Full figures on FXCM’s sale of DailyFX: Company expects $38 million gain during Q4, Leucadia debt is reducing dramatically

ANDREW SAKS-MCLEOD | November 9, 2016

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We examine the sale of London’s number 1 economic calendar DailyFX to IG Group, the full figures, and how FXCM continues its calm and poised course post SNB with an interview with CEO Drew Niv.  At the end of last month, FinanceFeeds reported that North American electronic trading giant FXCM had finalized the sale of its DailyFX portal to IG Group for $40 million. At that time, FXCM had confirmed that the proceeds from the sale were used to repay debt owed to Leucadia. FXCM has made loan repayments of $154 million to Leucadia with $156 million outstanding. After the additional $4 million is received, FXCM will have repaid more than half the debt.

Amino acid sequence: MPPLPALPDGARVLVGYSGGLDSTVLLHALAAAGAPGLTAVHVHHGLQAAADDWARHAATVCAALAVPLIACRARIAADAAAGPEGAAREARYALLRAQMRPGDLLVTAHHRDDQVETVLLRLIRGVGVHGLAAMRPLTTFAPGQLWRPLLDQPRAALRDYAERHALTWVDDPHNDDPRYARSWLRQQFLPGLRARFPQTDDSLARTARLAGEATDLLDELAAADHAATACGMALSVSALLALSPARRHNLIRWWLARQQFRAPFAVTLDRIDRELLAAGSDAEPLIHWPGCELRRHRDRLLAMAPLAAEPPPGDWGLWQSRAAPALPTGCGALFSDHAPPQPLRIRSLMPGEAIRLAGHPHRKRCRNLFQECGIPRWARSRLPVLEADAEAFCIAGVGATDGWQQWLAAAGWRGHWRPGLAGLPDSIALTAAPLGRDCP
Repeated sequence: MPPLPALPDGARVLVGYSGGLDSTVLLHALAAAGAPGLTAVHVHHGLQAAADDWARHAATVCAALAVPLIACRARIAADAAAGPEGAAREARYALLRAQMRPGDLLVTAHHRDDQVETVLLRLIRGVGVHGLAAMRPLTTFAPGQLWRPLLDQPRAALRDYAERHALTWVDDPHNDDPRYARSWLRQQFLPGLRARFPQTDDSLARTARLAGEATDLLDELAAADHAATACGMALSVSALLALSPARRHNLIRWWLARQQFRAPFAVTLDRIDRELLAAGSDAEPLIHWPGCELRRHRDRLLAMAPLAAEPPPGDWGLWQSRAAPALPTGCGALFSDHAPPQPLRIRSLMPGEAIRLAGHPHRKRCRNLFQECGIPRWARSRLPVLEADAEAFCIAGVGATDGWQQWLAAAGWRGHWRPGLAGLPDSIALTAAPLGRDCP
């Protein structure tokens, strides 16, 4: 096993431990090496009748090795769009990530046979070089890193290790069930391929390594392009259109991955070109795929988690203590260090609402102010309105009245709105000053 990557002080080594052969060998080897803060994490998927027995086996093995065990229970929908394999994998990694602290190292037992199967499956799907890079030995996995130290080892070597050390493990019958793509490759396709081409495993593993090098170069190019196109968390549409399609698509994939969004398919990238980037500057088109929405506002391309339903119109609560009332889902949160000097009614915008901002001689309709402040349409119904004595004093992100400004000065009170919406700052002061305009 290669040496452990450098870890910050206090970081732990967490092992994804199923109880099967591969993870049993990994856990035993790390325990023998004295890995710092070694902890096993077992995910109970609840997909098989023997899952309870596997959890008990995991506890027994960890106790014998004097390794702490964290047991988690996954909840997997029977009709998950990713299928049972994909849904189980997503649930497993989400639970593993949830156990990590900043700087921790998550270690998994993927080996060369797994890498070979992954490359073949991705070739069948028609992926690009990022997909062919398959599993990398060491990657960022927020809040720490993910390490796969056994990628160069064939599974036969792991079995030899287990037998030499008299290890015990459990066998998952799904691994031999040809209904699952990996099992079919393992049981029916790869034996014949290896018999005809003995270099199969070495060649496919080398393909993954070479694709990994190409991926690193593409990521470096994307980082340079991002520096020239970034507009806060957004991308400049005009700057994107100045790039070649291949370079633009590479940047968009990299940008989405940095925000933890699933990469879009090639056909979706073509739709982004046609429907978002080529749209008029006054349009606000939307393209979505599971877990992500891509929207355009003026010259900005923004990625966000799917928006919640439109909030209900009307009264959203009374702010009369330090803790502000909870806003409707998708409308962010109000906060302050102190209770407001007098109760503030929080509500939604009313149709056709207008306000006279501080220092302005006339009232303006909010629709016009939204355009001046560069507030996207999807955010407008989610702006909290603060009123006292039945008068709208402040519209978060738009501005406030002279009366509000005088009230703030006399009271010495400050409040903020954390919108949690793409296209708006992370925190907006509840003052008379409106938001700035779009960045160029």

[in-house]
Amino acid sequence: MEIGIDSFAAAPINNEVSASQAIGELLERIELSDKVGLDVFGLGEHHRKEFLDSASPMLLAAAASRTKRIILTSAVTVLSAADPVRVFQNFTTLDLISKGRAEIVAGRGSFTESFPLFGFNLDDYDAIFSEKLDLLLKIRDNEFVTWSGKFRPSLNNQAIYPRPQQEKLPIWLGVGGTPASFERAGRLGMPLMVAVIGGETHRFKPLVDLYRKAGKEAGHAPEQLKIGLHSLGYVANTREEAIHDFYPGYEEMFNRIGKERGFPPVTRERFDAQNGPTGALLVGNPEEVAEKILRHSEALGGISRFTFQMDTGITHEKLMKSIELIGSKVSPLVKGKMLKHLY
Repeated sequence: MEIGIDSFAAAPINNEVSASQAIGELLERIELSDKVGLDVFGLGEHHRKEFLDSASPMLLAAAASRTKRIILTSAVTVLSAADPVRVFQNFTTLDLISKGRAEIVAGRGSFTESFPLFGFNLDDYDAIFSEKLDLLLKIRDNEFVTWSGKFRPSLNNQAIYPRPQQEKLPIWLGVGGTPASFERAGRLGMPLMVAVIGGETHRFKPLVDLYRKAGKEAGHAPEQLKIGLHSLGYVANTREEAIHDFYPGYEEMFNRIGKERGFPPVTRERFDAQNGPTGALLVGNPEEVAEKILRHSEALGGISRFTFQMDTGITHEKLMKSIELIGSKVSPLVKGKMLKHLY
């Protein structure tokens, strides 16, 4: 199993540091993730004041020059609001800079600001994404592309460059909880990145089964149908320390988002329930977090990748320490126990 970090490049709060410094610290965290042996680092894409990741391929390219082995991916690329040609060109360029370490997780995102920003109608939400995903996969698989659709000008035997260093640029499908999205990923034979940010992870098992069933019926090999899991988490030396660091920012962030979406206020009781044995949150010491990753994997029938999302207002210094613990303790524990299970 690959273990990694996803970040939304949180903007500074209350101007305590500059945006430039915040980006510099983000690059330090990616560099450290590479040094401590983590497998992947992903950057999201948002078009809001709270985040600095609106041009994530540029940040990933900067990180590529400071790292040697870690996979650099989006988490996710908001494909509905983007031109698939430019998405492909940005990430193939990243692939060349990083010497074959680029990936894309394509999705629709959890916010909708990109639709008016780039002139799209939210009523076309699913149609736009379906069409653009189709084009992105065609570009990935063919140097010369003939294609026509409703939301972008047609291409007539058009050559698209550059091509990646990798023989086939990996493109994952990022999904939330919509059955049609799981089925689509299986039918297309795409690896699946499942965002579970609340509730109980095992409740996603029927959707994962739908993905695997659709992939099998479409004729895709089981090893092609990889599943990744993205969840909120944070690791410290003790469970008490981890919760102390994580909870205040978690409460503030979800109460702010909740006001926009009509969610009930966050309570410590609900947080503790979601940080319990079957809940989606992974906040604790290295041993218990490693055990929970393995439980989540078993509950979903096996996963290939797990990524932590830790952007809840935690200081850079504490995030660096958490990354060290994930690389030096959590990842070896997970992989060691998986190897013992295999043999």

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Risk101 Group

Risk101 Group is a leading market risk software provider to the fund management industry. Risk101 incorporates all the essential tools and models required for risk measurement and management to help fund managers control their exposures from a global level through to individual portfolios and asset classes. The company has a global presence with offices in the UK, South Africa, Australia and the US.

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2020: Drive by regulators to adopt tech poses challenges for the firms they police

Article | February 25, 2020

The overhaul of the financial services industry in the post Great Financial Crisis (GFC) era has created a swathe of new rules and regulations for the regulators to monitor, and financial firms to adhere to. While such changes have presented firms with significant challenges, transforming how they operate and behave on a day-to-day basis, it has coincided with another notable overhaul in the tech arena.

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Optimizing Risk Management With Machine Learning In Banking

Article | February 25, 2020